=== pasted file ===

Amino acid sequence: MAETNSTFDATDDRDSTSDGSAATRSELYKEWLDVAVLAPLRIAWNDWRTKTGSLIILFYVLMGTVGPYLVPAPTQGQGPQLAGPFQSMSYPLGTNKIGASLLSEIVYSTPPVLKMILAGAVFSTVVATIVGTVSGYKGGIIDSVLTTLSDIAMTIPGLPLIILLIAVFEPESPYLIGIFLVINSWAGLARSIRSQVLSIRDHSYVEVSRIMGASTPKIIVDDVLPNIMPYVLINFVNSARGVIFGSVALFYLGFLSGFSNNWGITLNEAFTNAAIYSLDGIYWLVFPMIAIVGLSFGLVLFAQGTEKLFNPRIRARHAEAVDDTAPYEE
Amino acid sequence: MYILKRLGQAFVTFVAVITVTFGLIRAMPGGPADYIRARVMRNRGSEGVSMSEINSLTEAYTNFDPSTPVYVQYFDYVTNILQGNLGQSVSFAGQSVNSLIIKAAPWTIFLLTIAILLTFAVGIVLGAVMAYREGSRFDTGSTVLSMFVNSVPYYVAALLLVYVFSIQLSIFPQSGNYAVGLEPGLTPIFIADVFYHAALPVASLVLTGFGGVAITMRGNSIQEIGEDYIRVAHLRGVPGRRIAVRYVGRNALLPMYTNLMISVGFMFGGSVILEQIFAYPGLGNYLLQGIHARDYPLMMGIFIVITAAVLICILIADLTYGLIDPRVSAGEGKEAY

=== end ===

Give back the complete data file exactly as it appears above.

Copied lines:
Amino acid sequence: MAETNSTFDATDDRDSTSDGSAATRSELYKEWLDVAVLAPLRIAWNDWRTKTGSLIILFYVLMGTVGPYLVPAPTQGQGPQLAGPFQSMSYPLGTNKIGASLLSEIVYSTPPVLKMILAGAVFSTVVATIVGTVSGYKGGIIDSVLTTLSDIAMTIPGLPLIILLIAVFEPESPYLIGIFLVINSWAGLARSIRSQVLSIRDHSYVEVSRIMGASTPKIIVDDVLPNIMPYVLINFVNSARGVIFGSVALFYLGFLSGFSNNWGITLNEAFTNAAIYSLDGIYWLVFPMIAIVGLSFGLVLFAQGTEKLFNPRIRARHAEAVDDTAPYEE
Amino acid sequence: MYILKRLGQAFVTFVAVITVTFGLIRAMPGGPADYIRARVMRNRGSEGVSMSEINSLTEAYTNFDPSTPVYVQYFDYVTNILQGNLGQSVSFAGQSVNSLIIKAAPWTIFLLTIAILLTFAVGIVLGAVMAYREGSRFDTGSTVLSMFVNSVPYYVAALLLVYVFSIQLSIFPQSGNYAVGLEPGLTPIFIADVFYHAALPVASLVLTGFGGVAITMRGNSIQEIGEDYIRVAHLRGVPGRRIAVRYVGRNALLPMYTNLMISVGFMFGGSVILEQIFAYPGLGNYLLQGIHARDYPLMMGIFIVITAAVLICILIADLTYGLIDPRVSAGEGKEAY